Hence, no one can play fast and loose on what is already bad to begin with without making a celebrity out of “second-rate, trying hard copycats” (Cherie Gil in the 1985 movie, Bituing Walang Ningning)– to the nation’s detriment. We’ve had enough of that already.

To all who think kidnapping one’s words earns just a slap on the wrist, remember this: forget the pain. Forget that it merits three-to-six years imprisonment and a fine of P50,000-P150,000 under the Cybercrime Prevention Act (*applicable in cases when plagiarism amounts to Copyright Infringement).

At the end of the movie, the once young soldier, now broken, said, “We all make choices in life, and the hard part is living with them.”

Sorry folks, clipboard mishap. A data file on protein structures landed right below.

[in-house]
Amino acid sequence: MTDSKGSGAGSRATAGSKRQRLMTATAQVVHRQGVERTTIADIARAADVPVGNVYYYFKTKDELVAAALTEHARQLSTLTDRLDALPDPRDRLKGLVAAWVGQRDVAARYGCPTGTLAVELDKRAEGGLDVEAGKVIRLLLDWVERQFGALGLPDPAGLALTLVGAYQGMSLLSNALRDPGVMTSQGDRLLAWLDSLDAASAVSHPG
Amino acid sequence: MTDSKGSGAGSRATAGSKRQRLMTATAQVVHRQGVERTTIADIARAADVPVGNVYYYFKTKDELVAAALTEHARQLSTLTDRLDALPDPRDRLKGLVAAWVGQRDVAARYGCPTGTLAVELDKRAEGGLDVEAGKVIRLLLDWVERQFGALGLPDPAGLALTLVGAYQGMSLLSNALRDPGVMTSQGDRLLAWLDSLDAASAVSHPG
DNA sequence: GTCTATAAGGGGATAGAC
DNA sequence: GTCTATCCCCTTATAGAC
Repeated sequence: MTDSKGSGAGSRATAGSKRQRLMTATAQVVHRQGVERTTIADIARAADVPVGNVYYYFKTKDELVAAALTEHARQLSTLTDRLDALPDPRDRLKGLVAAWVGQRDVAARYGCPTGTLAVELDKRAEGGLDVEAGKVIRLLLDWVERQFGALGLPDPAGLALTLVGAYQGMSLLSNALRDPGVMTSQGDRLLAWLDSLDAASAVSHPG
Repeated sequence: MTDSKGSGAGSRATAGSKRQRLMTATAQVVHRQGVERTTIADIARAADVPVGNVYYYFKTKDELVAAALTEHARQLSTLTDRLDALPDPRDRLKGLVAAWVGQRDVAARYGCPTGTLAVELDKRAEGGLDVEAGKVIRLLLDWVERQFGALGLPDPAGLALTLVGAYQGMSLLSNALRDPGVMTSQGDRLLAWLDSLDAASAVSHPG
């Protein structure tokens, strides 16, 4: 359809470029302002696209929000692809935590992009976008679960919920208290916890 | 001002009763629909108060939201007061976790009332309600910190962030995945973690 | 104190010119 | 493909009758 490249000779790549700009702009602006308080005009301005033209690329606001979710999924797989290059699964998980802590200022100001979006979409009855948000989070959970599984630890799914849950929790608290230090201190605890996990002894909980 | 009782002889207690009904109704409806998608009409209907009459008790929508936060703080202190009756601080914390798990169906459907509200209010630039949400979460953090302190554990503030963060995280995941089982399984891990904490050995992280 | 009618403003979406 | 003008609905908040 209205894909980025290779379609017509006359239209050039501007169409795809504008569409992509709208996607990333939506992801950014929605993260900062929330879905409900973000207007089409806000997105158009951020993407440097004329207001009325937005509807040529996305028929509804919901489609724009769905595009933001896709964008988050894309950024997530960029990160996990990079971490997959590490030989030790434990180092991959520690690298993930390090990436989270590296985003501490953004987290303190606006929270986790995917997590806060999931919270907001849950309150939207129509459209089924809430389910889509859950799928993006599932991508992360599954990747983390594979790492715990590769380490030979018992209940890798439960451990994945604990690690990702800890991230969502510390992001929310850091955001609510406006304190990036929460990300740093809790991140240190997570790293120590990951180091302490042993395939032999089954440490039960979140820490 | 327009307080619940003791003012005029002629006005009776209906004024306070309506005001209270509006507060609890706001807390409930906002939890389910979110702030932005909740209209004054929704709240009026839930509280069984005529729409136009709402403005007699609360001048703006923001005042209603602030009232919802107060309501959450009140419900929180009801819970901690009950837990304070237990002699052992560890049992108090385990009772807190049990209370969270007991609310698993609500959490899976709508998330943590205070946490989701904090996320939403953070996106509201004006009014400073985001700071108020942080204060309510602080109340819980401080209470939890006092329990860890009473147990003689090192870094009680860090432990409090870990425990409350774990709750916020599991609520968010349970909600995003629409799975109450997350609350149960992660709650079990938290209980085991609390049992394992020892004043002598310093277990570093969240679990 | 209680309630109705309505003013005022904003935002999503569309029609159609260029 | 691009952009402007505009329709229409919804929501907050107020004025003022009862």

It’s the stain of plagiarism that will be impossible to erase. See, plagiarism and unrealistic ambition are conjoined in the gut, with ambition falsely sweetening the crime to the extent of being palatable to the would-be plagiarist.

If such words are worthy of being repeated, attribution gives the quoter a notch-higher prestige because of his or her excellent reading list.

How sweet it is to be thought of as intelligent and wise by the public, to get a million “likes” in day. And yet wasn’t it Aristotle or Plato who said that the truest wisdom is realizing you know nothing?

With plagiarism, you set your integrity up for a serious fall all because no one trusts a thief. Worse, social media will make sure to remind you of it.

Don’t even start.